Route 91 Mass-Shooting Victims to Receive $800 Million Settlement from MGM Resorts

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The Mandalay Bay Hotel in Las Vegas. Photo Credit: Cyberdoomslayer

Victims of the 2017 mass shooting that occurred at Las Vegas’s Route 91 Harvest music festival are set to receive an $800 million settlement from MGM Resorts International.

The Eighth Judicial District Court’s chief judge, Linda Marie Bell, recently approved the figure, which will mark the largest settlement ever awarded to mass-shooting victims in the U.S. Lawyers representing those who were wounded or killed in the October 2017 tragedy – 60 Route 91 Harvest attendees perished, and nearly 900 others suffered injuries – initially agreed upon the sum last October.

Per the agreement’s terms, MGM Resorts (which co-promoted Route 91 Harvest and owns the Mandalay Bay, where the shooter was stationed) will acknowledge no liability. Additionally, MGM itself will pay $49 million, with the remaining $751 million deriving from insurance policies. It’s unclear at this time how much of the $800 million settlement will be used to cover legal fees.

Counsel for the plaintiffs have specified that the payments’ distribution could commence before 2020’s end or in January of next year, though a concrete timetable hasn’t been made publicly available.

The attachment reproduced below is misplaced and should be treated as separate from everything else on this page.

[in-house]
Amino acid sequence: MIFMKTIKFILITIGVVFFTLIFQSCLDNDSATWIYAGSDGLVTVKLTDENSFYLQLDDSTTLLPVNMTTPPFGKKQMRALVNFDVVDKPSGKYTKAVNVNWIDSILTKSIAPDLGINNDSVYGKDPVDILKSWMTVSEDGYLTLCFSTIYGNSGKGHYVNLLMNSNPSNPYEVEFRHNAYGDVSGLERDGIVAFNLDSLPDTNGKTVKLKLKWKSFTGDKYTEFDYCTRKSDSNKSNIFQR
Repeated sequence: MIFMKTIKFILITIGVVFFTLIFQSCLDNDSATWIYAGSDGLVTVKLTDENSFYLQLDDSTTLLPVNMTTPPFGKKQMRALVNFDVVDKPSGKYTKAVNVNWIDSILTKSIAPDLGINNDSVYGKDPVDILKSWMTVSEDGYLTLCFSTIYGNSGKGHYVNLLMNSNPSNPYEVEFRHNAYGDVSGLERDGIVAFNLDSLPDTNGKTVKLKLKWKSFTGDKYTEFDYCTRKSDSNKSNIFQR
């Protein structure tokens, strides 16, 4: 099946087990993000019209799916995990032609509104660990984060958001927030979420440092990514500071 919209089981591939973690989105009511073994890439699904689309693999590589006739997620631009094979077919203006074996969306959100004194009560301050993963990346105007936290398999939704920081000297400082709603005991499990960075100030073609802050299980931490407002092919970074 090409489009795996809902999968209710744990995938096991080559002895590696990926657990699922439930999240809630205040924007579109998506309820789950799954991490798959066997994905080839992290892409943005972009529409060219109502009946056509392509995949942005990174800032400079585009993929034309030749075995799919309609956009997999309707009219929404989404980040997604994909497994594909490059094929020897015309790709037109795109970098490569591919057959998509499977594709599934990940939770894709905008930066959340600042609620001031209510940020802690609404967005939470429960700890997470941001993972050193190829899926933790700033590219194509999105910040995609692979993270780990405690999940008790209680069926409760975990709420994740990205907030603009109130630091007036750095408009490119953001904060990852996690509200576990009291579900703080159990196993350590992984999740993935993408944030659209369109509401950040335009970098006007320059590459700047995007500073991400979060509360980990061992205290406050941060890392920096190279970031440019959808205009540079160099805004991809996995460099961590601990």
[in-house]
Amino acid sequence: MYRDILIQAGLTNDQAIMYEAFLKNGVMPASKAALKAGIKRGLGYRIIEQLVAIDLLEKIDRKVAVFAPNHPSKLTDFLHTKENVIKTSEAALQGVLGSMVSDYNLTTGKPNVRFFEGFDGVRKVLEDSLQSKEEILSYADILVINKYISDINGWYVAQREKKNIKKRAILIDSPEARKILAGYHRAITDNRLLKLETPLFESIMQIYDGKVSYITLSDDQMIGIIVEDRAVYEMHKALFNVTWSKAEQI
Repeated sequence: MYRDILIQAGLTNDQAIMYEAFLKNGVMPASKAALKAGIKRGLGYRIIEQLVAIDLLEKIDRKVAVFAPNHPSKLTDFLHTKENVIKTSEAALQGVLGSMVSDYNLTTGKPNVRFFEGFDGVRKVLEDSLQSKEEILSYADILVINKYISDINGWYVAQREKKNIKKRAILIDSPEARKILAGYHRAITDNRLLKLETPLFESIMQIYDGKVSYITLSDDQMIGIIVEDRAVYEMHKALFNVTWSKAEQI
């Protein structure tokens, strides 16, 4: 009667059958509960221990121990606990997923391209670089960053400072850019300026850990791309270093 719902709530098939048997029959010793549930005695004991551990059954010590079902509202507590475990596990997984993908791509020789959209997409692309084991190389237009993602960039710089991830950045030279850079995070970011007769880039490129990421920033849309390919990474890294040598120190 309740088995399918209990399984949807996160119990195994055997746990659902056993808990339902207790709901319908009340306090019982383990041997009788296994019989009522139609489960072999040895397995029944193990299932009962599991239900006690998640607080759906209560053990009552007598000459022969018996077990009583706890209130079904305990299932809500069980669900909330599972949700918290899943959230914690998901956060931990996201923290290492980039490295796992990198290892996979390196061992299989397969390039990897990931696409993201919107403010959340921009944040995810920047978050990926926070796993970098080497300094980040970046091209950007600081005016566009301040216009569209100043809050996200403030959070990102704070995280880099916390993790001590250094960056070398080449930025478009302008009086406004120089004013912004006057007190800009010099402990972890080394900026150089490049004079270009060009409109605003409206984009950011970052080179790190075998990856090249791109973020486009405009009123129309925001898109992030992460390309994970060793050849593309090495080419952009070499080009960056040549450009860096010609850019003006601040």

According to court filings, the vast majority of the lawsuit’s participants – who hail from across the country and nations around the world, including Canada, the UK, Ireland, and even Iran – approved the $800 million settlement. Needless to say, the logistical hurdles associated with coordinating a case of this scope, with so many claimants, could well produce a delay.

A multijudge panel is overseeing the funds’ issuance, and the victims who participated in the suit, were physically uninjured in the shooting, and forewent seeking immediate medical attention will reportedly receive a minimum payment of $5,000. Those who suffered serious injuries, as well as the families of those who passed away as a result of wounds sustained during the shooting, are expected to receive more substantial compensation, with the judges also factoring for the needs of dependents, ability to work, and similar considerations.

Since the shooting, Live Nation has shelved the Route 91 Harvest, which was first held in 2014. Florida Georgia Line, Jason Aldean, Tim McGraw, Lady A, and Luke Bryan are among the well-known country acts that have played the three-day festival, which drew more than 22,000 daily fans during its latter iteration. MGM Resorts also announced plans to convert the open-air field where Route 91 had taken place into a community athletic area and parking lot for the Las Vegas Raiders, who officially moved from Oakland earlier this year.